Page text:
"What's the score?" said Ray.

"Two of my guys are dead," Craggs, gesturing at the bodies; he turned to Eifling and continued, "Allow me to introduce you to Sam Eifling, our erstwhile understudy." Contempt tinned his voice. "Fucking turncoat shot 'em in the face. Sean here caught the end of it and managed to subdue him." He spat in Eifling's general direction, and the intern flinched.


"Nnnnnhhh," Sam mumbled.

Ray, expressionless, stared down at Eifling and clicked his teeth. To the editor he said, "And you would like to know why he shot them in the face?"


Craggs, a flicker of a smile in his eyes, "Among other things, yes. Think you can help?"

Ray nodded magnanimously and went for his duffel. He retrieved a small vial, ripped off the cap, and waved it under Eifling's nose. "This is amyl," Ray explained to no one in particular, "it's always a little more fun to have 'em awake and loony while I do this." Eifling's eyes shot open and he went rigid. Ray continued, "When I was drawing checks from the Company, we fed interview subjects LSD and locked 'em in the dark for hours at a time." Eifling was looking around from face to face, confused beyond speech. "Hilarious to watch, sure, but they were an emotional mess after, and the intel was always muddy." Eifling tried to mouth something, but Ray heeled him hard in the stomach. "Amyl is better in situations like this, because it induces panic." He kicked Sam again, who doubled over groaning. "Also, no hallucinations; everything is so damn real on amyl." He grabbed Eifling's hair and jerked back his head. "Would you agree, shitbird?" Sam tried to answer, but the mechanic head-butted him back onto the couch.


From his position near the door, Samer watched the interrogation in silent awe. He's not exactly enjoying himself, Samer reflected, but there's no anger. Just another day at the office.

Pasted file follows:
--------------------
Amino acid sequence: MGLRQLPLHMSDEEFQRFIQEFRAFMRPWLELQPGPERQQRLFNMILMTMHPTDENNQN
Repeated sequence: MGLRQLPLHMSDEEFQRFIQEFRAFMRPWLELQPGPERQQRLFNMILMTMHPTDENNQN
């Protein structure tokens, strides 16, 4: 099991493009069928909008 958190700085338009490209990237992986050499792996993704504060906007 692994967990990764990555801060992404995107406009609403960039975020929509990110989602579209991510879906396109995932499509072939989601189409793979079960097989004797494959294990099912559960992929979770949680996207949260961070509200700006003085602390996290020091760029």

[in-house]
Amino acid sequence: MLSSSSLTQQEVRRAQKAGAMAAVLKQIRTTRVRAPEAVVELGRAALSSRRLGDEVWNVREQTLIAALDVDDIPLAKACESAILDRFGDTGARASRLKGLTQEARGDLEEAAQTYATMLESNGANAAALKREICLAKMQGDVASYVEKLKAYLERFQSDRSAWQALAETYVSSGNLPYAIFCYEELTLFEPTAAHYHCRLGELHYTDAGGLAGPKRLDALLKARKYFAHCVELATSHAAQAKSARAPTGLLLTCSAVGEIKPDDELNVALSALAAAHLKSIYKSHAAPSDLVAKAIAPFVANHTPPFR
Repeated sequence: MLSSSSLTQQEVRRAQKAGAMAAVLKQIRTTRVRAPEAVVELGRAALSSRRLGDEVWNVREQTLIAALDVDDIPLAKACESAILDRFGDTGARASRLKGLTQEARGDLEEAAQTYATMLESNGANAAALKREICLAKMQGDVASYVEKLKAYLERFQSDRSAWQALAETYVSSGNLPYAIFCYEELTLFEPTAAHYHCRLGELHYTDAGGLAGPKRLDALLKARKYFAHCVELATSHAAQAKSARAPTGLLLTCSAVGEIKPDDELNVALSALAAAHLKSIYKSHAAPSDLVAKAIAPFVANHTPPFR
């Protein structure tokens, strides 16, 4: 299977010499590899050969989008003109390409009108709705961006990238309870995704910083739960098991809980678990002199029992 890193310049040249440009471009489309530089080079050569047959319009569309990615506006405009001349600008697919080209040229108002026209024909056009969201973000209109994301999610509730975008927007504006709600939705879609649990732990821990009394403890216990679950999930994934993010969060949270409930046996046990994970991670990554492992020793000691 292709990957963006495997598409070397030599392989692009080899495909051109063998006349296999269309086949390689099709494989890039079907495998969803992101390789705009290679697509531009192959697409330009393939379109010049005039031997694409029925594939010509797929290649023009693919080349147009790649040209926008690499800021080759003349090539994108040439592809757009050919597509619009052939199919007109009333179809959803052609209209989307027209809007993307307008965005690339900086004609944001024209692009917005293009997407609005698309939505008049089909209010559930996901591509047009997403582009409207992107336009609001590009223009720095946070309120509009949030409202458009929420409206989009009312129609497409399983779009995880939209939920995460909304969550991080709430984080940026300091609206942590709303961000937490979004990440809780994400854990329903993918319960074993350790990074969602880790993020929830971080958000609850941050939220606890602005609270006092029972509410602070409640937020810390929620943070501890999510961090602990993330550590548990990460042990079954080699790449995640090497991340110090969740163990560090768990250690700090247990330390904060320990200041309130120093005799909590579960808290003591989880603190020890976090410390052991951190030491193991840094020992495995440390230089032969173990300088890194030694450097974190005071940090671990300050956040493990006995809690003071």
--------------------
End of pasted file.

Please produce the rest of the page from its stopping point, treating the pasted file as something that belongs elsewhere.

Ray returned to his duffel. "Story time's over, Sam," Ray lamented and fished a set of needle-nose pliers from the bag. "Now questions." Terror gripped Eifling's face as Ray approached the couch.


"Let's start with some empirical research: thumb or index finger?" Ray, casually, hovering the pliers above Eifling's right hand.

"Index." Sam, weakly.

"Thumb it is then." In a single motion Ray ripped the fingernail clean from Sam's thumb and tossed it aside. Sam wailed in anguish. Over his shoulder Ray asked Samer to shut the door. "This could get kinda loud."


Ray returned to the interview. "Now, that probably hurt like hell, huh? For every question you don't answer to Tommy's satisfaction, you'll lose another. Heard?"

Sam blurted, "Please, no more. What do you want to know?"

Ray straightened up, surprised. "Well, that's easy enough."

Samer had stood up by now and stared at the man called Ray. He sounds almost disappointed, he marveled. Ruthless methods, to be sure, but goddamn were they effective. Kalaf watched Ray shrug, pack the pliers away, retrieve his .45 and empty the clip. Why even carry a gun? Samer shook his head.


"He's all yours, Mr. Editor." Ray set the hollow points on the desk neatly in a row and quickly disassembled the gun. Newell looked on in disbelief, a mirror to Samer's vexation.

Tommy Craggs stepped forward, looking at his mobile and frowning. "Sam, who bought you and Callie Beusman?"